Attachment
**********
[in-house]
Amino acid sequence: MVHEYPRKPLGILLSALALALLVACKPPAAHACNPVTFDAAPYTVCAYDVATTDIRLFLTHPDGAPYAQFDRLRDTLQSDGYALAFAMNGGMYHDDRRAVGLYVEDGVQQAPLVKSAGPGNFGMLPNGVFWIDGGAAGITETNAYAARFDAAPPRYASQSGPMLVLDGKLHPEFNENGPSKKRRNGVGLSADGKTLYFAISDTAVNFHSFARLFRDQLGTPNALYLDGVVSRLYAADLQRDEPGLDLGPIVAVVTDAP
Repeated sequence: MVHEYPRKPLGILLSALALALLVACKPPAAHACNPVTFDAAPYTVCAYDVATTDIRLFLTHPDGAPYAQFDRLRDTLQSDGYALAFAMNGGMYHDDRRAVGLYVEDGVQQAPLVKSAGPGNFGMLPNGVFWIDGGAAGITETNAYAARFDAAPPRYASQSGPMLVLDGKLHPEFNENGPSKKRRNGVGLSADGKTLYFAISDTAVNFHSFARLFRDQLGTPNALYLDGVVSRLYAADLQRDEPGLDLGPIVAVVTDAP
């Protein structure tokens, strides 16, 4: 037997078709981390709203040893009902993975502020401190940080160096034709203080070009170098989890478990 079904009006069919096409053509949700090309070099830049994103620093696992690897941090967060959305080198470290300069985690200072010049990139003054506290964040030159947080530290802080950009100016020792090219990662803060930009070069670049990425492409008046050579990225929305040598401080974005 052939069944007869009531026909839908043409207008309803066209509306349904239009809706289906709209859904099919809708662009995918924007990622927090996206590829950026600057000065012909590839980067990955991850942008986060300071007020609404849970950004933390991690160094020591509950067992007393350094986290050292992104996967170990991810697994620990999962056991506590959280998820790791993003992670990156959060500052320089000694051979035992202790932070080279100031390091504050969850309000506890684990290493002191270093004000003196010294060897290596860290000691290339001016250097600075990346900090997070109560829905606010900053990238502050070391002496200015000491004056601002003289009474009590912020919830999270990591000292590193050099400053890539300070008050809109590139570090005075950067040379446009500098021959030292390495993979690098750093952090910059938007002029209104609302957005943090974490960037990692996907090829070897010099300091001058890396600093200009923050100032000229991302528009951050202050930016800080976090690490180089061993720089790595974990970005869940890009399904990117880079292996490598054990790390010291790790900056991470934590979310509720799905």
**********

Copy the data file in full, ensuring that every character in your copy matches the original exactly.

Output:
[in-house]
Amino acid sequence: MVHEYPRKPLGILLSALALALLVACKPPAAHACNPVTFDAAPYTVCAYDVATTDIRLFLTHPDGAPYAQFDRLRDTLQSDGYALAFAMNGGMYHDDRRAVGLYVEDGVQQAPLVKSAGPGNFGMLPNGVFWIDGGAAGITETNAYAARFDAAPPRYASQSGPMLVLDGKLHPEFNENGPSKKRRNGVGLSADGKTLYFAISDTAVNFHSFARLFRDQLGTPNALYLDGVVSRLYAADLQRDEPGLDLGPIVAVVTDAP
Repeated sequence: MVHEYPRKPLGILLSALALALLVACKPPAAHACNPVTFDAAPYTVCAYDVATTDIRLFLTHPDGAPYAQFDRLRDTLQSDGYALAFAMNGGMYHDDRRAVGLYVEDGVQQAPLVKSAGPGNFGMLPNGVFWIDGGAAGITETNAYAARFDAAPPRYASQSGPMLVLDGKLHPEFNENGPSKKRRNGVGLSADGKTLYFAISDTAVNFHSFARLFRDQLGTPNALYLDGVVSRLYAADLQRDEPGLDLGPIVAVVTDAP
């Protein structure tokens, strides 16, 4: 037997078709981390709203040893009902993975502020401190940080160096034709203080070009170098989890478990 079904009006069919096409053509949700090309070099830049994103620093696992690897941090967060959305080198470290300069985690200072010049990139003054506290964040030159947080530290802080950009100016020792090219990662803060930009070069670049990425492409008046050579990225929305040598401080974005 052939069944007869009531026909839908043409207008309803066209509306349904239009809706289906709209859904099919809708662009995918924007990622927090996206590829950026600057000065012909590839980067990955991850942008986060300071007020609404849970950004933390991690160094020591509950067992007393350094986290050292992104996967170990991810697994620990999962056991506590959280998820790791993003992670990156959060500052320089000694051979035992202790932070080279100031390091504050969850309000506890684990290493002191270093004000003196010294060897290596860290000691290339001016250097600075990346900090997070109560829905606010900053990238502050070391002496200015000491004056601002003289009474009590912020919830999270990591000292590193050099400053890539300070008050809109590139570090005075950067040379446009500098021959030292390495993979690098750093952090910059938007002029209104609302957005943090974490960037990692996907090829070897010099300091001058890396600093200009923050100032000229991302528009951050202050930016800080976090690490180089061993720089790595974990970005869940890009399904990117880079292996490598054990790390010291790790900056991470934590979310509720799905």